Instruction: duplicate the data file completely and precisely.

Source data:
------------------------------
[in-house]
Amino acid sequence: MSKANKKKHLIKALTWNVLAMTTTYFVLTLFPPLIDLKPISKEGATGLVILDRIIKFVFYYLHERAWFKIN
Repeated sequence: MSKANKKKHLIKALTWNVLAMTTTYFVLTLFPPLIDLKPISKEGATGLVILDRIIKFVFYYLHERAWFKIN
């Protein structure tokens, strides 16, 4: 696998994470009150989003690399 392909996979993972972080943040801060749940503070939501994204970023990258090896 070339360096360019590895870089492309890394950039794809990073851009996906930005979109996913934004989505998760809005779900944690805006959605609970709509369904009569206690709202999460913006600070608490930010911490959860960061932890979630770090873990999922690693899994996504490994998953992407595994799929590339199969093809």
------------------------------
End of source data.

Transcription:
[in-house]
Amino acid sequence: MSKANKKKHLIKALTWNVLAMTTTYFVLTLFPPLIDLKPISKEGATGLVILDRIIKFVFYYLHERAWFKIN
Repeated sequence: MSKANKKKHLIKALTWNVLAMTTTYFVLTLFPPLIDLKPISKEGATGLVILDRIIKFVFYYLHERAWFKIN
């Protein structure tokens, strides 16, 4: 696998994470009150989003690399 392909996979993972972080943040801060749940503070939501994204970023990258090896 070339360096360019590895870089492309890394950039794809990073851009996906930005979109996913934004989505998760809005779900944690805006959605609970709509369904009569206690709202999460913006600070608490930010911490959860960061932890979630770090873990999922690693899994996504490994998953992407595994799929590339199969093809």